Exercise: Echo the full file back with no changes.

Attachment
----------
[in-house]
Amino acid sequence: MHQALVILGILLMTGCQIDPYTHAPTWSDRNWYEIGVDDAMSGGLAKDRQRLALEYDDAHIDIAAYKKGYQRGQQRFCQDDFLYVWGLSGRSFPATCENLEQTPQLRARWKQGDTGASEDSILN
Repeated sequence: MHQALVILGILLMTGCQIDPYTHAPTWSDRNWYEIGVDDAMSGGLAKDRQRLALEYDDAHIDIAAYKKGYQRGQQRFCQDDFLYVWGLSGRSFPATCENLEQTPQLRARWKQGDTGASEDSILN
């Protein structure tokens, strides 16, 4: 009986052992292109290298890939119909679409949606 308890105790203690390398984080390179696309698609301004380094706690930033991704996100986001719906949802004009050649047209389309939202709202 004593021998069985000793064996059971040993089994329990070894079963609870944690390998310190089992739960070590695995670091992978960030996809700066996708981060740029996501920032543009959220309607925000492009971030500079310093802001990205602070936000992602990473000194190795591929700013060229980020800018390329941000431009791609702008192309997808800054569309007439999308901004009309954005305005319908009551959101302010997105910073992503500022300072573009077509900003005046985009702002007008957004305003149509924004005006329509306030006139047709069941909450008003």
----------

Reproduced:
[in-house]
Amino acid sequence: MHQALVILGILLMTGCQIDPYTHAPTWSDRNWYEIGVDDAMSGGLAKDRQRLALEYDDAHIDIAAYKKGYQRGQQRFCQDDFLYVWGLSGRSFPATCENLEQTPQLRARWKQGDTGASEDSILN
Repeated sequence: MHQALVILGILLMTGCQIDPYTHAPTWSDRNWYEIGVDDAMSGGLAKDRQRLALEYDDAHIDIAAYKKGYQRGQQRFCQDDFLYVWGLSGRSFPATCENLEQTPQLRARWKQGDTGASEDSILN
């Protein structure tokens, strides 16, 4: 009986052992292109290298890939119909679409949606 308890105790203690390398984080390179696309698609301004380094706690930033991704996100986001719906949802004009050649047209389309939202709202 004593021998069985000793064996059971040993089994329990070894079963609870944690390998310190089992739960070590695995670091992978960030996809700066996708981060740029996501920032543009959220309607925000492009971030500079310093802001990205602070936000992602990473000194190795591929700013060229980020800018390329941000431009791609702008192309997808800054569309007439999308901004009309954005305005319908009551959101302010997105910073992503500022300072573009077509900003005046985009702002007008957004305003149509924004005006329509306030006139047709069941909450008003």